Kid comes apart. Happens like this. Peckinpah wants a 5x-day
shooting schedule. MGM wants 36. He gets 50. Peckinpah wants to shoot
in New Mexico for authenticity. Metro wants Mexico to cut costs. He
loses. Peckinpah wants a Panavision repairman in Durango, Mexico, to
fix the cameras. The studio says nothing doing. The first footage is
sent to L.A. to be processed. The lab calls Peckinpah. Says the film's
out of focus. Panic in Durango. Downtime. The camera is fixed and the
paranoia sets in. The actors get sick. The crew gets sick. Peckinpah
is puking every day. They fall behind schedule. James Aubrey,
president of MGM, wants to save time and forbids Peckinpah to shoot a
raft scene. Peckinpah shoots it. The scenarist, Rudy Wurlitzer, starts
complaining. Says Peckinpah is rewriting the picture with the help of
his old TV scripts. Jerry Fielding, Peckinpah's music composer
can't work with Bob Dylan and quits. Dylan's unhappy. Kris
Kristofferson (the Kid) says Rudy's dialogue is corny. Rita Coolidge
(Maria, the Kid's lover) says all that remains of her role thanks to
MGM is that of "a groupie." James Coburn (Garrett) says Peckinpah is a
creative paranoid who generates tension to give everyone the same
experience to feed on during the film. A fight breaks out one Saturday
night. Two guys. One is on the phone ordering a couple of gunmen to
Durango. Wants the other guy killed for threatening Peckinpah's life.
Whitey Hughes, Peckinpah's stunt man, says they always have a good
time, but on this film they aren't having a good time. The hit is
canceled at Peckinpah's insistence. Pat Garrett and Billy the Kid
is brought in 20 days over schedule and $1.5 million over budget.
MGM's building a hotel in Vegas and needs cash. The studio moves the
release date up and gives Peckinpah only two and a half months to
edit. On the sly MGM duplicates the work print and employs another
cutter. Peckinpah's version runs between 122 and 126 minutes. The
studio's runs 106. The producer, Gordon Carroll, negotiates day and
night. Gets nothing restored. The picture's released. Peckinpah sues
for $1.5 million. Orders all the cuts put back or his name taken off.
Nada Nada. Nada.
(That article also offers many other
insights into the world according to Sam. I recommend reading the
entire article if you are into Peckinpah's life or his films)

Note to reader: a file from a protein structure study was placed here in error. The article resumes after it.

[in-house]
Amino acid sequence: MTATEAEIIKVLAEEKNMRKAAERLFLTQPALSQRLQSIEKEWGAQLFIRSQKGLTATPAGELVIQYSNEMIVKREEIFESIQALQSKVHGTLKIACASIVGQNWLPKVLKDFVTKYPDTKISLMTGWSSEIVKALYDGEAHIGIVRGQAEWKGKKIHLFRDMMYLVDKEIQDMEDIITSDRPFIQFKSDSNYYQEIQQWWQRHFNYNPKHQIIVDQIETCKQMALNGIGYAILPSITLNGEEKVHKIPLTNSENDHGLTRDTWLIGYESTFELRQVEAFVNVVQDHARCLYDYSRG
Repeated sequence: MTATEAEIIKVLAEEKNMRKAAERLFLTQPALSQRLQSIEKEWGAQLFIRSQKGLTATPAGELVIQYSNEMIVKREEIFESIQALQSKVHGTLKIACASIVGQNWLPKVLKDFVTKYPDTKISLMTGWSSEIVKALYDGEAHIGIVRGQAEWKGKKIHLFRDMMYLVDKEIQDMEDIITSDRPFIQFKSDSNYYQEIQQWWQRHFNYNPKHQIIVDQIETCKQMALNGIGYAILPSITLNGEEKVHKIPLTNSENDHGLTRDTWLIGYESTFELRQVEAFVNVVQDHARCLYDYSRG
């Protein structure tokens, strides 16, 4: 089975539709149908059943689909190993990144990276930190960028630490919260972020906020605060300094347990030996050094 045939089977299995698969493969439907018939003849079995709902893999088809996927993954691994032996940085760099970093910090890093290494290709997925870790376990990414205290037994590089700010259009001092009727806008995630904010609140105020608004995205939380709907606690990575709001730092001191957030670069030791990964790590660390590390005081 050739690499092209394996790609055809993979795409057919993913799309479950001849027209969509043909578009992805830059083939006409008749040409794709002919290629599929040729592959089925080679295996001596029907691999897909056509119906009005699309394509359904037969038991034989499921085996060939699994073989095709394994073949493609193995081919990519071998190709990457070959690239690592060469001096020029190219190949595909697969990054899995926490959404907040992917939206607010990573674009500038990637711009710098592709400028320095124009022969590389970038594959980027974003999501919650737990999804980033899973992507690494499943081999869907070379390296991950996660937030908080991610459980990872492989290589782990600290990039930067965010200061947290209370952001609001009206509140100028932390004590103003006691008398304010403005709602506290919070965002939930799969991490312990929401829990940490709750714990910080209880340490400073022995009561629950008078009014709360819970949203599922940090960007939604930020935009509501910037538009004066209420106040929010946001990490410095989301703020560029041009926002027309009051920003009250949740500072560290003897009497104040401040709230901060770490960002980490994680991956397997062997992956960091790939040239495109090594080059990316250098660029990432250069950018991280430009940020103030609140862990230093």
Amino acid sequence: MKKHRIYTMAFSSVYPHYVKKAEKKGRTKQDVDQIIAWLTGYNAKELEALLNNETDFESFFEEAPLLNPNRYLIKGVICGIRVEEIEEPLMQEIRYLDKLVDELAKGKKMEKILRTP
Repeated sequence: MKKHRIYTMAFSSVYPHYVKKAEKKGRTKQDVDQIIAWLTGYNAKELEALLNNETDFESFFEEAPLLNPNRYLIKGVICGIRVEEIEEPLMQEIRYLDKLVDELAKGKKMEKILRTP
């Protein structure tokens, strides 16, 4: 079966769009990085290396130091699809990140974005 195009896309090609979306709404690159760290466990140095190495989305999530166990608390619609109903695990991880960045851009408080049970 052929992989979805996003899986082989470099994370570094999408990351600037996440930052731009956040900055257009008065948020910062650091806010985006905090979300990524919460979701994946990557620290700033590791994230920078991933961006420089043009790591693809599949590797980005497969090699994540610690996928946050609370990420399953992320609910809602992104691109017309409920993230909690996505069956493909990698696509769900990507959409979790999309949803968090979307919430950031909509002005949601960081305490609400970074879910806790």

A great deal of the Pat and Billy story in this film is completely fictional, but
the scene I like best, Billy's jailbreak, is told almost exactly as it
actually occurred. (There are actually
versions of the story, but they vary only on one detail - how
Billy obtained a gun in the outhouse.) That scene develops the
characters thoroughly and economically, follows the action smoothly,
has some great dialogue, leads up to a solid pay-off, and is both
fast-paced and entertaining. If the rest of the movie were that good,
this picture could be the masterpiece that some people claim it to be.
But it isn't. The jailbreak is followed by Pat Garrett's pursuit of
Billy, with Pat's rambling story told parallel to Billy's equally
rambling and half-hearted attempt to flee. The pursuit includes too many
digressions and too many undefined minor
characters with nothing interesting to do or say. This portion of the
movie does, however, provide work for just about every Western
character actor in Hollywood, and that's fun to watch. There are also
some excellent (if marginally relevant) scenes within the
listless and static pursuit. Some examples:
- Jack Elam creates some bittersweet comic relief as a
desperado-turned-lawman who is forced to get into a showdown with Billy.
The two men like each other and neither of them wants to fight, but
they can't come up with a way to avoid it, so they eat some supper
and head outside for the duel. They both cheat, but Billy wins the
gunfight because he cheats more! That's a Peckinpah
trademark - the dismantling of the Western cliché.
- Slim Pickens embodies
another Peckinpah archetype - the
world-weary Westerner - as a sheriff who joins Garrett for
part of his mission. Pickens is an old man who loves the water and
is building a boat so he can sail away from the violent frontier.
You can guess how that's going to work out, since sympathetic movie characters who are
just about to retire always get lured in for one last fatal job.
Pickens is mortally wounded in the gun battle, and walks off quietly
to his favorite river where he dies in peace as he dreams about